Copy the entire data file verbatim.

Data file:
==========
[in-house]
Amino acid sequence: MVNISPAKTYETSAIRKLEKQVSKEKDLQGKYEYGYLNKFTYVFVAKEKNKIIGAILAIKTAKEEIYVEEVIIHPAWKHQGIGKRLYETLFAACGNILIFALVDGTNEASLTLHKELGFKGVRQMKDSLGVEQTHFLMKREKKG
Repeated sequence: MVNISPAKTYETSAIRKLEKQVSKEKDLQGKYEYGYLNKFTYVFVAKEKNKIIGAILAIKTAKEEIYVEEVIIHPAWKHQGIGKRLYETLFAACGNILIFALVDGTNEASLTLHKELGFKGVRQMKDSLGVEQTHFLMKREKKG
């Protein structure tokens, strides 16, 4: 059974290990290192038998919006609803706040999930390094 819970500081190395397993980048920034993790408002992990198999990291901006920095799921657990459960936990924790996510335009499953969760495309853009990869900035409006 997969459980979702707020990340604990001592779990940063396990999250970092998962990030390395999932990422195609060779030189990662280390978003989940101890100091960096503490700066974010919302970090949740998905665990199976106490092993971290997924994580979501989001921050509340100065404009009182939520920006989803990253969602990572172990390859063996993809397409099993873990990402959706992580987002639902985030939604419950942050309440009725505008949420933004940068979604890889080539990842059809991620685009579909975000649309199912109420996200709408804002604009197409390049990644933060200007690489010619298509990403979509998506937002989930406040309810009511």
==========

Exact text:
[in-house]
Amino acid sequence: MVNISPAKTYETSAIRKLEKQVSKEKDLQGKYEYGYLNKFTYVFVAKEKNKIIGAILAIKTAKEEIYVEEVIIHPAWKHQGIGKRLYETLFAACGNILIFALVDGTNEASLTLHKELGFKGVRQMKDSLGVEQTHFLMKREKKG
Repeated sequence: MVNISPAKTYETSAIRKLEKQVSKEKDLQGKYEYGYLNKFTYVFVAKEKNKIIGAILAIKTAKEEIYVEEVIIHPAWKHQGIGKRLYETLFAACGNILIFALVDGTNEASLTLHKELGFKGVRQMKDSLGVEQTHFLMKREKKG
């Protein structure tokens, strides 16, 4: 059974290990290192038998919006609803706040999930390094 819970500081190395397993980048920034993790408002992990198999990291901006920095799921657990459960936990924790996510335009499953969760495309853009990869900035409006 997969459980979702707020990340604990001592779990940063396990999250970092998962990030390395999932990422195609060779030189990662280390978003989940101890100091960096503490700066974010919302970090949740998905665990199976106490092993971290997924994580979501989001921050509340100065404009009182939520920006989803990253969602990572172990390859063996993809397409099993873990990402959706992580987002639902985030939604419950942050309440009725505008949420933004940068979604890889080539990842059809991620685009579909975000649309199912109420996200709408804002604009197409390049990644933060200007690489010619298509990403979509998506937002989930406040309810009511």